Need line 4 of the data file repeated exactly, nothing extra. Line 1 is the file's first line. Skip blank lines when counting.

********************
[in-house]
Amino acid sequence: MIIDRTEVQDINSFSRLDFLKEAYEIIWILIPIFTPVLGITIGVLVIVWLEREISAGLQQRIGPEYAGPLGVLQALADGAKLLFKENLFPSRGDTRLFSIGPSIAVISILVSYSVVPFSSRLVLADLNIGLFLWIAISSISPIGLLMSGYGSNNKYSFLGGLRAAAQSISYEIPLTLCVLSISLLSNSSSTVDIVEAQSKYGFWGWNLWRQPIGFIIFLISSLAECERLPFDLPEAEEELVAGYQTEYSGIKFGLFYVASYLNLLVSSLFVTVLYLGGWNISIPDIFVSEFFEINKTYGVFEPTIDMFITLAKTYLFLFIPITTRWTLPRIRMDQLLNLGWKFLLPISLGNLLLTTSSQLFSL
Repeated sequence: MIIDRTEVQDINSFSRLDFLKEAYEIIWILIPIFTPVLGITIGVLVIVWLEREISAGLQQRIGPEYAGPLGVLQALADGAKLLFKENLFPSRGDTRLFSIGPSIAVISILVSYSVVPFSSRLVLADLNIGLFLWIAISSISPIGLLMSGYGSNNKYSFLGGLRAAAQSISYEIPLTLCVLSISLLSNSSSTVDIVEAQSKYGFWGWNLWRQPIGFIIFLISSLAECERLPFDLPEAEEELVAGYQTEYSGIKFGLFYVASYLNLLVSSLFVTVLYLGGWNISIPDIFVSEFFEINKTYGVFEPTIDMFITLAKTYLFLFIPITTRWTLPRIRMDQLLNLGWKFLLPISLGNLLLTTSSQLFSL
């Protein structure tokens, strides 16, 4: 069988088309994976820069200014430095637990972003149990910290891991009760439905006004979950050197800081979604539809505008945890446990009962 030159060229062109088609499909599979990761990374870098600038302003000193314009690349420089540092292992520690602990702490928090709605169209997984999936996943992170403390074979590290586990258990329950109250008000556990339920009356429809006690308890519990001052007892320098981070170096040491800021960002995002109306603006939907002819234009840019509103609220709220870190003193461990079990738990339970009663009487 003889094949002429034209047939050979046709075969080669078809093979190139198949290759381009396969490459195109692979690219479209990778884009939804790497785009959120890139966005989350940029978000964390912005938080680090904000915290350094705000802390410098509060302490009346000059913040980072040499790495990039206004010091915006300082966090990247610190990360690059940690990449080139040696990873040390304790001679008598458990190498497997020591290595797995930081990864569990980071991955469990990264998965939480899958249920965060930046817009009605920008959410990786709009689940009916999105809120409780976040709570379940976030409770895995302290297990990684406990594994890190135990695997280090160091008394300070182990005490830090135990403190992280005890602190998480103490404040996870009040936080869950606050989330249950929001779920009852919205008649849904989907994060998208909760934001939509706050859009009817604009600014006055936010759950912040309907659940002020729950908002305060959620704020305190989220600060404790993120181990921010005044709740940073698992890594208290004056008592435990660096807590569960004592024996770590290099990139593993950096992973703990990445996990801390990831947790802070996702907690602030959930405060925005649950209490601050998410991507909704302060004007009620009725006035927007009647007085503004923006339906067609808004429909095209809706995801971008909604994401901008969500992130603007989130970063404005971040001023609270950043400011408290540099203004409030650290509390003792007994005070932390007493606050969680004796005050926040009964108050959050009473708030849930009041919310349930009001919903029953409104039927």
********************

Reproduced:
């Protein structure tokens, strides 16, 4: 069988088309994976820069200014430095637990972003149990910290891991009760439905006004979950050197800081979604539809505008945890446990009962 030159060229062109088609499909599979990761990374870098600038302003000193314009690349420089540092292992520690602990702490928090709605169209997984999936996943992170403390074979590290586990258990329950109250008000556990339920009356429809006690308890519990001052007892320098981070170096040491800021960002995002109306603006939907002819234009840019509103609220709220870190003193461990079990738990339970009663009487 003889094949002429034209047939050979046709075969080669078809093979190139198949290759381009396969490459195109692979690219479209990778884009939804790497785009959120890139966005989350940029978000964390912005938080680090904000915290350094705000802390410098509060302490009346000059913040980072040499790495990039206004010091915006300082966090990247610190990360690059940690990449080139040696990873040390304790001679008598458990190498497997020591290595797995930081990864569990980071991955469990990264998965939480899958249920965060930046817009009605920008959410990786709009689940009916999105809120409780976040709570379940976030409770895995302290297990990684406990594994890190135990695997280090160091008394300070182990005490830090135990403190992280005890602190998480103490404040996870009040936080869950606050989330249950929001779920009852919205008649849904989907994060998208909760934001939509706050859009009817604009600014006055936010759950912040309907659940002020729950908002305060959620704020305190989220600060404790993120181990921010005044709740940073698992890594208290004056008592435990660096807590569960004592024996770590290099990139593993950096992973703990990445996990801390990831947790802070996702907690602030959930405060925005649950209490601050998410991507909704302060004007009620009725006035927007009647007085503004923006339906067609808004429909095209809706995801971008909604994401901008969500992130603007989130970063404005971040001023609270950043400011408290540099203004409030650290509390003792007994005070932390007493606050969680004796005050926040009964108050959050009473708030849930009041919310349930009001919903029953409104039927």